Contribution of Micro Finance on Poverty Alleviation in Bangladesh

18  Download (0)

Full text

(1)

Contribution of Micro Finance on Poverty Alleviation in Bangladesh

Arman Hossen 1, Md. Rubel Miah 1, Roksana Aftab Ruhi2, *

1Department of Business Administration, Noakhali Science and Technology

University, Noakhali, 3814, Bangladesh.

2Department of Agriculture, Noakhali Science and Technology

University, Noakhali, 3814 , Bangladesh.

Corresponding Author: Roksana Aftab Ruhi, Department of Agriculture, Noakhali Science and Technology University, Noakhali-3814, Bangladesh. Email: ruhi435@outlook.com, +8801772616664

ABSTRACT

Poverty exists through the world as a curse and a big trouble in the way of development. When people deprived of their basic needs such as food, cloth, shelter, education, treatment and so on is termed as poverty .This paper is to examine empirically the impact of micro-credit on poverty alleviation in Bangladesh. The regular growth of the micro finance concerned parties has been promoted not only by market forces but also by conscious actions of national governments,Non-Governmental Organizations (NGOs) and the donors who view microfinance as an effective tool for eradicating poverty. This paper argues that microfinance can be considered as an important element for an effective poverty reduction strategy especially in rural areas. This study is developed by descriptive analysis based on secondary data. After the analysis of collected data and information, it shows evidence that practically microcredit can be considered as an effective tool for poverty reduction in developing countries like Bangladesh. To be more ensure that how much and how the microcredit really reduces poverty, further study and research should be carried out in future.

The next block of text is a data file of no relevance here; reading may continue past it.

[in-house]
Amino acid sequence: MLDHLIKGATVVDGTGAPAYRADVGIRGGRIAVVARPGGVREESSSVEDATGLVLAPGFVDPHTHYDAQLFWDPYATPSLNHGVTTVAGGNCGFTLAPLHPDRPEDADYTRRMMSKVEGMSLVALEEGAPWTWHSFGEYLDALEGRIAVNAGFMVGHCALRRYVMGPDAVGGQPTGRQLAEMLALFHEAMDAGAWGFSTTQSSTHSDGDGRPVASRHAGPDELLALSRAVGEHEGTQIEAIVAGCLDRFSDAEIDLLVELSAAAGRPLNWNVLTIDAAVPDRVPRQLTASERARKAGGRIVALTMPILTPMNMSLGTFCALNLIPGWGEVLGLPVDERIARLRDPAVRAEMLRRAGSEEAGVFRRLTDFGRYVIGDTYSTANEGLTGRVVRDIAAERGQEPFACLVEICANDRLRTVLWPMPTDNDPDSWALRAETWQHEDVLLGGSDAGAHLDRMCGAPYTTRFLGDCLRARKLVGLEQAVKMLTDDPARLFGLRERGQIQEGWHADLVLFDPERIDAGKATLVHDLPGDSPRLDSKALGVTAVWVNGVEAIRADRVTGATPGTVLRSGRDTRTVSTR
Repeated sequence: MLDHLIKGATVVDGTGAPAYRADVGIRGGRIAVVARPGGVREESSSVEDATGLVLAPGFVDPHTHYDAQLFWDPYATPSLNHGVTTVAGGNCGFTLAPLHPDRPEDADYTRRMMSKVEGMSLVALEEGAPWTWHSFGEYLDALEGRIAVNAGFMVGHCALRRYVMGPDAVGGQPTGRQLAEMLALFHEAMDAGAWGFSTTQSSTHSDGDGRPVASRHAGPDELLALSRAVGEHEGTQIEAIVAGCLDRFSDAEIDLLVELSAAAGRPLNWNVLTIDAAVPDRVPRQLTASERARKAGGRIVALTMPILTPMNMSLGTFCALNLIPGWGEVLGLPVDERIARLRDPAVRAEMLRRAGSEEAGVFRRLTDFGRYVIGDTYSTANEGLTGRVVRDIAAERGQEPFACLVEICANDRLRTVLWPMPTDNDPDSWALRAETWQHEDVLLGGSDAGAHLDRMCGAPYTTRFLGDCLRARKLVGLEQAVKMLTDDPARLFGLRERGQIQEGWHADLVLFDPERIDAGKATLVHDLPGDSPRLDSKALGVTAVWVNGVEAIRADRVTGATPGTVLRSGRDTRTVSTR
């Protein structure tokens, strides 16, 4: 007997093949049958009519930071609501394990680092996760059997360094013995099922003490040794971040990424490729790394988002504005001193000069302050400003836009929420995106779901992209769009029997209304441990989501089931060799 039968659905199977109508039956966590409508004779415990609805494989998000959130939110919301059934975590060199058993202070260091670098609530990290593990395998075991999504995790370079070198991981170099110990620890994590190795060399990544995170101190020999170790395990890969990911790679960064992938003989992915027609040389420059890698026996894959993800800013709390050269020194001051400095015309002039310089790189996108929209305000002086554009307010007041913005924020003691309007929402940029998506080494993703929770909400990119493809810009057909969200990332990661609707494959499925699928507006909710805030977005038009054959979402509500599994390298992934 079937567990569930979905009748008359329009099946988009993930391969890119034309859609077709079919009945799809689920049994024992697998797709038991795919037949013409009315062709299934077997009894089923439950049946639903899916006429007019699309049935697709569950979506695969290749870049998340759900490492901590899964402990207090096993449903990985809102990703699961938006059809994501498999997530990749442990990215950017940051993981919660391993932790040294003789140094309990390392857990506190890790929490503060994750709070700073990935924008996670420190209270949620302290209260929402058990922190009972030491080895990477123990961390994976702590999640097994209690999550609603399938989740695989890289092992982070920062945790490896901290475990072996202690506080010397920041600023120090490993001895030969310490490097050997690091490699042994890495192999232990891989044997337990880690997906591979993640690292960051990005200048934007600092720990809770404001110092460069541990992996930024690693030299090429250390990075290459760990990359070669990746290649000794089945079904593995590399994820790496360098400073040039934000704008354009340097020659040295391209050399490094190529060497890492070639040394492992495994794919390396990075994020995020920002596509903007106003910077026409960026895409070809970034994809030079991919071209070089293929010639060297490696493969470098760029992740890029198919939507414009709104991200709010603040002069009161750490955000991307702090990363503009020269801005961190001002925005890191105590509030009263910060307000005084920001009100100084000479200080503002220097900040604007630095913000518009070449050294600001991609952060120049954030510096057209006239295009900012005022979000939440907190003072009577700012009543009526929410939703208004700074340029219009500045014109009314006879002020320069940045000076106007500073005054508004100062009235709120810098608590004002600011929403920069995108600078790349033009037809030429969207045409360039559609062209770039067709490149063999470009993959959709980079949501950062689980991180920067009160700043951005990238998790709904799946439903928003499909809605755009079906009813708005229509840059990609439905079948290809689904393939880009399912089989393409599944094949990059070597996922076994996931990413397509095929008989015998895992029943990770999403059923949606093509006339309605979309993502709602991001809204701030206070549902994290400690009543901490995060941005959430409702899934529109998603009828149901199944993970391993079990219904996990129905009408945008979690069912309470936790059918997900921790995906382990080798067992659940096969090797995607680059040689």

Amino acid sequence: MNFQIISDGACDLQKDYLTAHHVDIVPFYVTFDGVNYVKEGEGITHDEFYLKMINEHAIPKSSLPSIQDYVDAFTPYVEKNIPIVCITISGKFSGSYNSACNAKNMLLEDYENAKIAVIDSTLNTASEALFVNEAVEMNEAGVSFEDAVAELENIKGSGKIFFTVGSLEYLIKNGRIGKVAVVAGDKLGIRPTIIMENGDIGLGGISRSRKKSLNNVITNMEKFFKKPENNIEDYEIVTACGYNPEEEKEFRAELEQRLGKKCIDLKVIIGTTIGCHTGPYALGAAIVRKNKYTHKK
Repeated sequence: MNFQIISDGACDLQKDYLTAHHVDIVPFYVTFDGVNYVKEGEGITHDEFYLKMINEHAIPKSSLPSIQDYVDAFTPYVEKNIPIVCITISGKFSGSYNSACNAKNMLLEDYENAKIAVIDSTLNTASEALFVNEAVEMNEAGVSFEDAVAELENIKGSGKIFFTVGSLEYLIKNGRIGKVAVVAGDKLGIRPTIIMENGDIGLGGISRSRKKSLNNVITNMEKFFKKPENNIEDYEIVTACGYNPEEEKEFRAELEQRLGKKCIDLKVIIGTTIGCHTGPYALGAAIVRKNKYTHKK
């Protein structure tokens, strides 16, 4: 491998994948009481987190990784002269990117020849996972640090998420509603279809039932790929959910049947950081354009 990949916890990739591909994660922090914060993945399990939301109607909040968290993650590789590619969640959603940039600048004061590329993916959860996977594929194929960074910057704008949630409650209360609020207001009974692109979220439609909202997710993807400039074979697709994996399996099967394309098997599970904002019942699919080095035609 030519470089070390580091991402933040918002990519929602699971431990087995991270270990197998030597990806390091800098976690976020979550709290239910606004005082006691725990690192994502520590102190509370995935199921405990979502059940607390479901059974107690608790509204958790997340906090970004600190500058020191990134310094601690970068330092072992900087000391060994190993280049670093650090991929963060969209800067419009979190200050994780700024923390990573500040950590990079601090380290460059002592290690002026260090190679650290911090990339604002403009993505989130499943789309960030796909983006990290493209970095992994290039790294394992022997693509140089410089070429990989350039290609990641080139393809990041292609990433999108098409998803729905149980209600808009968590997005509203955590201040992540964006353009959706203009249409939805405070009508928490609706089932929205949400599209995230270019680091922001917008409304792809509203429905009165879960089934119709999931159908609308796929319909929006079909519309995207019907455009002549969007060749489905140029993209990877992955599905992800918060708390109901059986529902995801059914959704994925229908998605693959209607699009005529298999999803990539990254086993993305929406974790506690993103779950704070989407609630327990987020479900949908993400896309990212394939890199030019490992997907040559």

Keywords: microfinance; poverty; MFI’s; NGO

1. INTRODUCTION

Poverty is a pervasive problem for the developing countries. It exists through the world as a curse.Poverty, works as a hindrance of economic development of a country. Poverty may exist in different levels in our society. The rural people especially the poor deprived of basic needs such as food, cloth, shelter, and so on at their daily lives. They also lack on access to a proper

(2)